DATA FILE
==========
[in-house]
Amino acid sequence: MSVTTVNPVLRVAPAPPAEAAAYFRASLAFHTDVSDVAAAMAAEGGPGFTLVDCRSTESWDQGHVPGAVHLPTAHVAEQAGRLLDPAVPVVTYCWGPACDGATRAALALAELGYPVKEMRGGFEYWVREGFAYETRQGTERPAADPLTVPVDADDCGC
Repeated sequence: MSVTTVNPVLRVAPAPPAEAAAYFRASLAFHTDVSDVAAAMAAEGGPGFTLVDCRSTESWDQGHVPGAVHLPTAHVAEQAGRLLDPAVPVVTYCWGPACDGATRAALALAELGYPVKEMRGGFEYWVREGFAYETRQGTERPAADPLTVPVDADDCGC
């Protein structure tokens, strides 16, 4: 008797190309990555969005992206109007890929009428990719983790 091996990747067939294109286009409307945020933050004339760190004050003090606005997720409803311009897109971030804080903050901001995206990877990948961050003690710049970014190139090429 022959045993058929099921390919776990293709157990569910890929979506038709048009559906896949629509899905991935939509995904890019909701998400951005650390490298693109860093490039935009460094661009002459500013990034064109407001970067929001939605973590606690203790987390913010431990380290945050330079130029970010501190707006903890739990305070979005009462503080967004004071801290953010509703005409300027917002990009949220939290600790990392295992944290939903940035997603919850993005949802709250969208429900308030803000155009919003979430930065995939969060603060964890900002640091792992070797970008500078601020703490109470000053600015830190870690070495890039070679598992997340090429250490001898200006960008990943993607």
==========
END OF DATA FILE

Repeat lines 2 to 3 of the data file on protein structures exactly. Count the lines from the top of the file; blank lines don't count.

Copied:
Amino acid sequence: MSVTTVNPVLRVAPAPPAEAAAYFRASLAFHTDVSDVAAAMAAEGGPGFTLVDCRSTESWDQGHVPGAVHLPTAHVAEQAGRLLDPAVPVVTYCWGPACDGATRAALALAELGYPVKEMRGGFEYWVREGFAYETRQGTERPAADPLTVPVDADDCGC
Repeated sequence: MSVTTVNPVLRVAPAPPAEAAAYFRASLAFHTDVSDVAAAMAAEGGPGFTLVDCRSTESWDQGHVPGAVHLPTAHVAEQAGRLLDPAVPVVTYCWGPACDGATRAALALAELGYPVKEMRGGFEYWVREGFAYETRQGTERPAADPLTVPVDADDCGC